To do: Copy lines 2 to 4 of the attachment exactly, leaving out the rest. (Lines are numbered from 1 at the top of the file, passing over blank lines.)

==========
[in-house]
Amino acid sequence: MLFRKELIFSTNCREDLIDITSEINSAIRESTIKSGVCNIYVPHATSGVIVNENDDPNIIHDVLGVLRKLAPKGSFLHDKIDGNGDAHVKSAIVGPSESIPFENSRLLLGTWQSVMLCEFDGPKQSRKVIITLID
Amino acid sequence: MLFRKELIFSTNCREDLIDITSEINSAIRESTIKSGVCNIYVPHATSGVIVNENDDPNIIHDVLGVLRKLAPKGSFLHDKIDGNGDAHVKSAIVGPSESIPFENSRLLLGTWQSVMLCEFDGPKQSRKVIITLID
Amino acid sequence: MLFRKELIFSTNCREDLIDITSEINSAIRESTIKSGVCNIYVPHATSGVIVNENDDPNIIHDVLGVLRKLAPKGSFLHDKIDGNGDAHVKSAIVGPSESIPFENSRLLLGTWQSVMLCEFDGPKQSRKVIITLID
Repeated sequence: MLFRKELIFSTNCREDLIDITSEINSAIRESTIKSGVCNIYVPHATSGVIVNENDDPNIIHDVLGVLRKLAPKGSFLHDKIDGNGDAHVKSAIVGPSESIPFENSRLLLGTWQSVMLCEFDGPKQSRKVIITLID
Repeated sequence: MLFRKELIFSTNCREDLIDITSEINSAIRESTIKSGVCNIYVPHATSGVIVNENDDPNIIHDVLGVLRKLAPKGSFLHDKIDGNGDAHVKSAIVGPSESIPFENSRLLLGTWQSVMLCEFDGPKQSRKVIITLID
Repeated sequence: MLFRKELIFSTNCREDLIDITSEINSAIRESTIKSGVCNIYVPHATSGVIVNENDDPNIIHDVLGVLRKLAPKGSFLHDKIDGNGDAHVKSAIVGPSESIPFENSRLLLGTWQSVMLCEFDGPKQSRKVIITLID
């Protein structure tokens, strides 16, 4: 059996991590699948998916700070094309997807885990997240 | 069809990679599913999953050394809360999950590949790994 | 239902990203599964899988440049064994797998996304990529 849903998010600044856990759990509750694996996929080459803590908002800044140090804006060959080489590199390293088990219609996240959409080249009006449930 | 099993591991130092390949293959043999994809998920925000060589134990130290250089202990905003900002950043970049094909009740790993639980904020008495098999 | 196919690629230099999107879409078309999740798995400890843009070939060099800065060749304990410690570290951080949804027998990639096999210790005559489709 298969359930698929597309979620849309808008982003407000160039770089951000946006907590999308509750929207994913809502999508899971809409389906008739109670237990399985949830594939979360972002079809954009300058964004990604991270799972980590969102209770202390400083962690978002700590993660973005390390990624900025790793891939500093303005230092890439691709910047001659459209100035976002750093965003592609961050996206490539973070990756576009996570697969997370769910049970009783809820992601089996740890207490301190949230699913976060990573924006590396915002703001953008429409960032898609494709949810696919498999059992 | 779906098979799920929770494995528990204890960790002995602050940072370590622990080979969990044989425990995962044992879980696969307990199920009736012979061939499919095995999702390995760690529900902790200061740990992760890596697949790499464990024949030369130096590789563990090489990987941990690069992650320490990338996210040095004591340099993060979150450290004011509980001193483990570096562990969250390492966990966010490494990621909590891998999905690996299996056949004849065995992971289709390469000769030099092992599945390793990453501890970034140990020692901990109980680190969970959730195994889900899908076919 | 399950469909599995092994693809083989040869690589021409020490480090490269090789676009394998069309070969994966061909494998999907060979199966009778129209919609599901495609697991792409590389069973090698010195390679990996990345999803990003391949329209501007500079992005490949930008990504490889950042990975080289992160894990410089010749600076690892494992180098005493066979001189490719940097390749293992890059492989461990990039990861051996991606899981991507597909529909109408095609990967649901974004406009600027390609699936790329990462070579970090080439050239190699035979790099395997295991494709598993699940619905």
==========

Amino acid sequence: MLFRKELIFSTNCREDLIDITSEINSAIRESTIKSGVCNIYVPHATSGVIVNENDDPNIIHDVLGVLRKLAPKGSFLHDKIDGNGDAHVKSAIVGPSESIPFENSRLLLGTWQSVMLCEFDGPKQSRKVIITLID
Amino acid sequence: MLFRKELIFSTNCREDLIDITSEINSAIRESTIKSGVCNIYVPHATSGVIVNENDDPNIIHDVLGVLRKLAPKGSFLHDKIDGNGDAHVKSAIVGPSESIPFENSRLLLGTWQSVMLCEFDGPKQSRKVIITLID
Amino acid sequence: MLFRKELIFSTNCREDLIDITSEINSAIRESTIKSGVCNIYVPHATSGVIVNENDDPNIIHDVLGVLRKLAPKGSFLHDKIDGNGDAHVKSAIVGPSESIPFENSRLLLGTWQSVMLCEFDGPKQSRKVIITLID